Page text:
As if losing the use of your limbs wasn’t bad enough

As if losing the use of your limbs wasn’t bad enough

When it comes to adjusting to life with paralysis, you will probably face many challenges. You may find it difficult to move around your home. You may face problems performing everyday tasks. You may have to reconcile yourself to living a more sedentary life. 

Aside from these inconveniences, you could suffer some potentially serious health problems as well. Many people who suffer from paralysis contract secondary conditions due to their circumstances. Below are three of the most serious conditions those with spinal cord injuries face.

Your blood pressure could rise to dangerous levels

The higher up your injury occurred (usually at T6 and above), the higher your risk of suffering from a condition called autonomic dysreflexia. This condition comes with the potential to jeopardize your life and requires immediate medical intervention. The symptoms of this dangerous rise in blood pressure include the following:

  • Clammy skin
  • Flushed face
  • Severe headache
  • Goosebumps
  • A pulse of less than 60 beats per minute
  • Blood pressure above your normal
  • Nasal congestion
  • Sweating above your injury

If you experience any of these symptoms, you should see a doctor right away. A doctor can prescribe a treatment regimen designed to lower your blood pressure and address other health problems you may experience due to your condition.

You could develop blood clots

Since you can't move your limbs on a regular basis, your blood circulation suffers, and blood clots could develop. The risk is always there but is most often seen in the first months after injury and whenever you contract an illness. This can quickly develop into a life-threatening condition if a clot dislodges and travels to your lungs, heart or brain. Symptoms of deep vein thrombosis include the following:

  • Redness
  • Swelling
  • Whitish or bluish discoloration of the skin
  • Pain
  • Warmth to the touch

Doctors may prescribe blood-thinning medications or implant medical devices to rectify and prevent this occurrence.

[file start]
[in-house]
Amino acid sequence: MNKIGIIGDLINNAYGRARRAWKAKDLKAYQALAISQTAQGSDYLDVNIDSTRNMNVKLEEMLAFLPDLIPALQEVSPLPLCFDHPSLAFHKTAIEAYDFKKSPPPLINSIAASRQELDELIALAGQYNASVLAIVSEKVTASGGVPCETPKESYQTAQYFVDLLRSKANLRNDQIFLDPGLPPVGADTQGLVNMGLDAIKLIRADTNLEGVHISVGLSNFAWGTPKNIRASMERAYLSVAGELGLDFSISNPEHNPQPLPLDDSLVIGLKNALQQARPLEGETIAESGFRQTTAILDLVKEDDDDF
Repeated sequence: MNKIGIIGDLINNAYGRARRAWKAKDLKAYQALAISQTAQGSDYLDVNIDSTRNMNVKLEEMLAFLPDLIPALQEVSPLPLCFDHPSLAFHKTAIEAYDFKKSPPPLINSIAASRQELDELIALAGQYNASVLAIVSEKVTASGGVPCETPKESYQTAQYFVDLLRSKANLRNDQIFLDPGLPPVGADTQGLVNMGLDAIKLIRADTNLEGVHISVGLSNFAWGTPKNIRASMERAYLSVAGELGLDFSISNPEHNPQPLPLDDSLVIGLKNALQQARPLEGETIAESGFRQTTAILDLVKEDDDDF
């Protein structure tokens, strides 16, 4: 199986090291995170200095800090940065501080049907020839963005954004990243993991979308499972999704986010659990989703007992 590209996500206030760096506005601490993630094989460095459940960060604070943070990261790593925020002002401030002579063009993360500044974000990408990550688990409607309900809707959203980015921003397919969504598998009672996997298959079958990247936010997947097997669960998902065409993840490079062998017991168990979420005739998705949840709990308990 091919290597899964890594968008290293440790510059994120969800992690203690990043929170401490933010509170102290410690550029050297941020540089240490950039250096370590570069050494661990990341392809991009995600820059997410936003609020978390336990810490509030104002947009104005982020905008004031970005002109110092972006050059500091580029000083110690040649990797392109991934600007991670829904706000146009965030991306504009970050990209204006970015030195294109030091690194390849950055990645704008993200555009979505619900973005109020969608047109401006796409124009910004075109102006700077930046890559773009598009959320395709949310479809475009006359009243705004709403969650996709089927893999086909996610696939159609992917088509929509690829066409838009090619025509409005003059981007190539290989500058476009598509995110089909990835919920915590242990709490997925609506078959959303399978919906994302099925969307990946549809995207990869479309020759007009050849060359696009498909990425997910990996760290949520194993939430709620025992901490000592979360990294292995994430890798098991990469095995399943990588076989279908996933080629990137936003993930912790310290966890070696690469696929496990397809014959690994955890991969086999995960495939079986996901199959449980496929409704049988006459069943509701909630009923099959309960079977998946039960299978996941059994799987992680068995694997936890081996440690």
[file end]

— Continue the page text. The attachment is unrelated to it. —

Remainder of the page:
You could develop pneumonia

The risk of pneumonia is highest for those with injuries in the upper thoracic or cervical region of the spine. In addition, if you breathed in water in the accident that led to your paralysis, the risk may be even higher. Before the accident, when secretions would build up in your lungs, you were able to forcefully inhale, exhale and cough, which generally clears up the issue. Now, your body may not be able to clear the secretions on its own.

Bacteria could develop in your lungs and give rise to this infection. Watching out for the following symptoms will alert you to the possibility of pneumonia:

  • Fever
  • Pale skin
  • Increased chest congestion
  • Shortness of breath

Pneumonia can quickly become life threatening if left untreated. If you suspect you are suffering from this condition, seek medical attention right away.

The ongoing need for medical intervention

Due to your condition, you may always need ongoing medical intervention for these and other secondary conditions that can develop. This only adds to the financial losses you more than likely began experiencing as the result of your accident.

If another person or people bear legal responsibility for your injuries, you may be able to seek compensation through a personal injury claim. An experienced personal injury attorney can review your situation and explain your legal options.


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